With an innovative approach to the classic narrative cartoon, "The Waif of Persephone" will use a progressive and intelligent approach to both the design and animation. The animated film is an expressive medium, full of infinite possibilities. Therefore it is crucial that the art of animation should be revived from its current state of stagnation.
With the advent and refinement of computer animation, a sea change has occurred wherein the reliance on technology has taken precedence over artistic skill. Experimentation has shifted from the expansion of the artistry of the medium towards capturing a replication of pure and absolute realism. It is due to this trend away from the craftsmanship of the art form that further artistic experimentation must continue to take place.
Visually, my intention is to simulate the style of the classic cartoon film; drawing upon it for inspiration and yet transcending its achievement by pushing the boundaries of the medium itself.
Traditionally, when creating an animated film, it is the preferred method to hide the fact that the audience is looking at a drawing instead of a living thing. This has been the case for over a hundred years of animation history. In this film, the graphic nature of the drawing will become much more obvious; the shapes will take on more of an abstract quality. The viewer will get caught up in what is happening graphically; watching the lines dance around the screen at the same time as watching what the character is doing. This applies to my concept for the piece as an attempt to ignore convention and in fact escape from the accepted use of animation as a tool used to merely create an illusion of life; breaking the rules wherever possible in order to shock viewers into looking afresh at the wonderful mechanisms of the art form that lay just beneath the surface.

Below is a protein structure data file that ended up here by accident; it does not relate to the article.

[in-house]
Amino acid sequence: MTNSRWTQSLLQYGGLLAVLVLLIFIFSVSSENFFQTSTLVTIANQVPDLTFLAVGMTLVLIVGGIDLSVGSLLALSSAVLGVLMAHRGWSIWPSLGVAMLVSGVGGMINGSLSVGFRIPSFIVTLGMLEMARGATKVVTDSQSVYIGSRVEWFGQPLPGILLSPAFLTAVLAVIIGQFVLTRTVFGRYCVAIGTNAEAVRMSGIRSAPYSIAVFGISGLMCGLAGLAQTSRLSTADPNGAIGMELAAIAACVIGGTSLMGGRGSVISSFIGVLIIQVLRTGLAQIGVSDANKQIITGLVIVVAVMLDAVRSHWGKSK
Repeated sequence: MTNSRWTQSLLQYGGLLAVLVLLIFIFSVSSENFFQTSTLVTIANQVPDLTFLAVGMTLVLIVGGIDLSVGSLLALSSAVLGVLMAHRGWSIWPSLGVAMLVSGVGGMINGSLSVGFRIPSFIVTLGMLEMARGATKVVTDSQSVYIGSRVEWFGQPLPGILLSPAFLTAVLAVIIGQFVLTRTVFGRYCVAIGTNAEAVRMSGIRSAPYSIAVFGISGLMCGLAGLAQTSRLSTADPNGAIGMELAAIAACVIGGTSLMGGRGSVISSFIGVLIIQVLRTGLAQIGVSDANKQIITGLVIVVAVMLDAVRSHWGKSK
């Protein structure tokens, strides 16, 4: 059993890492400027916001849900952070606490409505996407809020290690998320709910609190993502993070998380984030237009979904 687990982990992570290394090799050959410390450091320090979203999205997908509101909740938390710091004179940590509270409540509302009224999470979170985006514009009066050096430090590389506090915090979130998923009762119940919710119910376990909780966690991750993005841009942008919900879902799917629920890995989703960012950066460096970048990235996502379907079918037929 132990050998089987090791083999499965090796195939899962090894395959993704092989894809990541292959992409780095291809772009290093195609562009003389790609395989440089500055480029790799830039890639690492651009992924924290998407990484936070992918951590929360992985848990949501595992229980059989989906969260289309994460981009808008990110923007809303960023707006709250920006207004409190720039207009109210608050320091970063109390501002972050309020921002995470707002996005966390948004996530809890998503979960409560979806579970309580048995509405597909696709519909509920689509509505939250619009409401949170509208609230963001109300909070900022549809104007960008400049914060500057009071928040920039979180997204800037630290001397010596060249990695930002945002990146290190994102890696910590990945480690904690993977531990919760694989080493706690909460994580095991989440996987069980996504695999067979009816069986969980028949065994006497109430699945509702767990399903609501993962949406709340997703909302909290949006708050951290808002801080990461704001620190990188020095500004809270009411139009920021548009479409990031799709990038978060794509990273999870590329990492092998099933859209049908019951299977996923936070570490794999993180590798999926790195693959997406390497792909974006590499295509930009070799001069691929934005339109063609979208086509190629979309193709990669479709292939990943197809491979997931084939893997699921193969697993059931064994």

Animation is a medium that lends itself most readily to the use of pantomime. Without the use of dialogue, the majority of the narrative will be told through the use of title cards - much in the same style as a silent film. Music will also be used to set the mood for the emotional beats of the film. The music will be provided by a library of vintage royalty-free music. This classic music will also assist in giving the film a timeless feel. The only actual dialogue in the film will be a song that Persephone sings after her release from her prison. This will be a happy song with an ominous undertone, a forecast of the horrible turn that the story is about to take. This will lull the audience into a feeling of resolution which will help to contrast the disturbing nature of the sequence that follows.
Friday, February 18, 2005
Ha ha, I still think this drawing is funny for some reason. It was the original ending to the film but it was abandoned for a more ambiguous conclusion (my favorite kind).
There's some strange drawing theories at work in this sketch...I guess sometimes an ignorant composition just works.
Since I have a whole pile of abandoned story sketches (some of which I liked but just couldn't use) I guess I'll post these here.
These are some weird stylized deer that I ended up using elsewhere in the film- these are the very first sketch of them--historic artwork!